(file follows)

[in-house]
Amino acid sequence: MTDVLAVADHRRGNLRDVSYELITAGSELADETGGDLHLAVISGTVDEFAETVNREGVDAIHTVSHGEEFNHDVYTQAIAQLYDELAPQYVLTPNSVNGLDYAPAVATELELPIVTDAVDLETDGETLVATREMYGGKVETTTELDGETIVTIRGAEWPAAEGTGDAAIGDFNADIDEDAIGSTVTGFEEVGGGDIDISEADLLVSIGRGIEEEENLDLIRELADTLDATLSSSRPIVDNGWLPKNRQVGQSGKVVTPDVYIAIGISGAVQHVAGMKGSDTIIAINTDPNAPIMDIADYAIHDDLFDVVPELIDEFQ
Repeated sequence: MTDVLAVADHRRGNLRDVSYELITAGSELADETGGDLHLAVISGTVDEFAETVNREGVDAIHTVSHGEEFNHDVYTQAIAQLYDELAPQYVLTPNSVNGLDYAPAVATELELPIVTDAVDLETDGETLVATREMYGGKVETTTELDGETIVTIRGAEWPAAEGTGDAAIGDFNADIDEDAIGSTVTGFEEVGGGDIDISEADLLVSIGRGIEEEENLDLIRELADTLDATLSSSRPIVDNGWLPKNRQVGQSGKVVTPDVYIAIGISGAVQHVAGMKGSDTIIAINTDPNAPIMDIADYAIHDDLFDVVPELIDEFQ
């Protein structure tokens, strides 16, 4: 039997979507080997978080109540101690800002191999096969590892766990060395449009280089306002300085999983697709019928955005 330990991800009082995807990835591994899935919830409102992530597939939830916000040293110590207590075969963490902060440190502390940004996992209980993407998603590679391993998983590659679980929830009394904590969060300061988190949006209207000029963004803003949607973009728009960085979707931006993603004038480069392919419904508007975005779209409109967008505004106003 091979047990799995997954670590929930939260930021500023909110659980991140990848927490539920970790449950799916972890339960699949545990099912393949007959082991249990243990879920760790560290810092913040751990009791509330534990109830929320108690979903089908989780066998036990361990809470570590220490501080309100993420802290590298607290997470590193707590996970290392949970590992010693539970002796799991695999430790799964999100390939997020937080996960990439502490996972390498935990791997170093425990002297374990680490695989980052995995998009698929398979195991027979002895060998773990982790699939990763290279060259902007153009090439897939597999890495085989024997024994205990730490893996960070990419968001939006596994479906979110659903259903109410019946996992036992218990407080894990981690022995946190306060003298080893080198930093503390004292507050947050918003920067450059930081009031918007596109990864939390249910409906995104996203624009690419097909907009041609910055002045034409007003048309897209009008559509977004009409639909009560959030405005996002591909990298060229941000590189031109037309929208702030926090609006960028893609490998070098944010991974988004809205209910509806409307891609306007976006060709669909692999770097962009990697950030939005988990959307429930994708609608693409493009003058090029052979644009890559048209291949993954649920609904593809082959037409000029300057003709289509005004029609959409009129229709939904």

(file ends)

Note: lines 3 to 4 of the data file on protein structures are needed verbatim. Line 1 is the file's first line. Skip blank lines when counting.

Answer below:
Repeated sequence: MTDVLAVADHRRGNLRDVSYELITAGSELADETGGDLHLAVISGTVDEFAETVNREGVDAIHTVSHGEEFNHDVYTQAIAQLYDELAPQYVLTPNSVNGLDYAPAVATELELPIVTDAVDLETDGETLVATREMYGGKVETTTELDGETIVTIRGAEWPAAEGTGDAAIGDFNADIDEDAIGSTVTGFEEVGGGDIDISEADLLVSIGRGIEEEENLDLIRELADTLDATLSSSRPIVDNGWLPKNRQVGQSGKVVTPDVYIAIGISGAVQHVAGMKGSDTIIAINTDPNAPIMDIADYAIHDDLFDVVPELIDEFQ
């Protein structure tokens, strides 16, 4: 039997979507080997978080109540101690800002191999096969590892766990060395449009280089306002300085999983697709019928955005 330990991800009082995807990835591994899935919830409102992530597939939830916000040293110590207590075969963490902060440190502390940004996992209980993407998603590679391993998983590659679980929830009394904590969060300061988190949006209207000029963004803003949607973009728009960085979707931006993603004038480069392919419904508007975005779209409109967008505004106003 091979047990799995997954670590929930939260930021500023909110659980991140990848927490539920970790449950799916972890339960699949545990099912393949007959082991249990243990879920760790560290810092913040751990009791509330534990109830929320108690979903089908989780066998036990361990809470570590220490501080309100993420802290590298607290997470590193707590996970290392949970590992010693539970002796799991695999430790799964999100390939997020937080996960990439502490996972390498935990791997170093425990002297374990680490695989980052995995998009698929398979195991027979002895060998773990982790699939990763290279060259902007153009090439897939597999890495085989024997024994205990730490893996960070990419968001939006596994479906979110659903259903109410019946996992036992218990407080894990981690022995946190306060003298080893080198930093503390004292507050947050918003920067450059930081009031918007596109990864939390249910409906995104996203624009690419097909907009041609910055002045034409007003048309897209009008559509977004009409639909009560959030405005996002591909990298060229941000590189031109037309929208702030926090609006960028893609490998070098944010991974988004809205209910509806409307891609306007976006060709669909692999770097962009990697950030939005988990959307429930994708609608693409493009003058090029052979644009890559048209291949993954649920609904593809082959037409000029300057003709289509005004029609959409009129229709939904």